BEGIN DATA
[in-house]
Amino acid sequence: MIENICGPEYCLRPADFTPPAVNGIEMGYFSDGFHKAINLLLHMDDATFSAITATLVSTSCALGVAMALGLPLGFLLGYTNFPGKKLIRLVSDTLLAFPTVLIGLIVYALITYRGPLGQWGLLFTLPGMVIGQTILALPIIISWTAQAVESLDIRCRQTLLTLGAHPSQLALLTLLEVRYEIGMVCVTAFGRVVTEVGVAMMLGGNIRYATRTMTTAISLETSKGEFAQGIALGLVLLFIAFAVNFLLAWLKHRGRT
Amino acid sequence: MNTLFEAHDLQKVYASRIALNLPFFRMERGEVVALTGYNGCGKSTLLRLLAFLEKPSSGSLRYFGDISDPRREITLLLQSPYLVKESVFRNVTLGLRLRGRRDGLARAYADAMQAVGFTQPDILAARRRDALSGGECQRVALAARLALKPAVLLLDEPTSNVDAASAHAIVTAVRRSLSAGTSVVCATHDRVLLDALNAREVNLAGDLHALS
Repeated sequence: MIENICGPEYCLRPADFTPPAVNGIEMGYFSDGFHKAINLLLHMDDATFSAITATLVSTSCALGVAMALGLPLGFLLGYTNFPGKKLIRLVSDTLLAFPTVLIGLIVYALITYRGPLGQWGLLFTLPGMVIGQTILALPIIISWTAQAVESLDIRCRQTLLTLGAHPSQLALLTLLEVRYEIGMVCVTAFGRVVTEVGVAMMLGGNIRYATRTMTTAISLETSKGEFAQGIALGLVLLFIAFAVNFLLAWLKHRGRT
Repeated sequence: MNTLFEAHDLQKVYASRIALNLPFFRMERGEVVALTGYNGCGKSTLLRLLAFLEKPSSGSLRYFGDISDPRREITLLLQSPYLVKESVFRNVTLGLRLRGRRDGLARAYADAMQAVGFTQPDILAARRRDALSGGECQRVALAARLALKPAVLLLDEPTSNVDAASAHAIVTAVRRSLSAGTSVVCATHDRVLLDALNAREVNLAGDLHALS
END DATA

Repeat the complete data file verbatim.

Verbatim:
[in-house]
Amino acid sequence: MIENICGPEYCLRPADFTPPAVNGIEMGYFSDGFHKAINLLLHMDDATFSAITATLVSTSCALGVAMALGLPLGFLLGYTNFPGKKLIRLVSDTLLAFPTVLIGLIVYALITYRGPLGQWGLLFTLPGMVIGQTILALPIIISWTAQAVESLDIRCRQTLLTLGAHPSQLALLTLLEVRYEIGMVCVTAFGRVVTEVGVAMMLGGNIRYATRTMTTAISLETSKGEFAQGIALGLVLLFIAFAVNFLLAWLKHRGRT
Amino acid sequence: MNTLFEAHDLQKVYASRIALNLPFFRMERGEVVALTGYNGCGKSTLLRLLAFLEKPSSGSLRYFGDISDPRREITLLLQSPYLVKESVFRNVTLGLRLRGRRDGLARAYADAMQAVGFTQPDILAARRRDALSGGECQRVALAARLALKPAVLLLDEPTSNVDAASAHAIVTAVRRSLSAGTSVVCATHDRVLLDALNAREVNLAGDLHALS
Repeated sequence: MIENICGPEYCLRPADFTPPAVNGIEMGYFSDGFHKAINLLLHMDDATFSAITATLVSTSCALGVAMALGLPLGFLLGYTNFPGKKLIRLVSDTLLAFPTVLIGLIVYALITYRGPLGQWGLLFTLPGMVIGQTILALPIIISWTAQAVESLDIRCRQTLLTLGAHPSQLALLTLLEVRYEIGMVCVTAFGRVVTEVGVAMMLGGNIRYATRTMTTAISLETSKGEFAQGIALGLVLLFIAFAVNFLLAWLKHRGRT
Repeated sequence: MNTLFEAHDLQKVYASRIALNLPFFRMERGEVVALTGYNGCGKSTLLRLLAFLEKPSSGSLRYFGDISDPRREITLLLQSPYLVKESVFRNVTLGLRLRGRRDGLARAYADAMQAVGFTQPDILAARRRDALSGGECQRVALAARLALKPAVLLLDEPTSNVDAASAHAIVTAVRRSLSAGTSVVCATHDRVLLDALNAREVNLAGDLHALS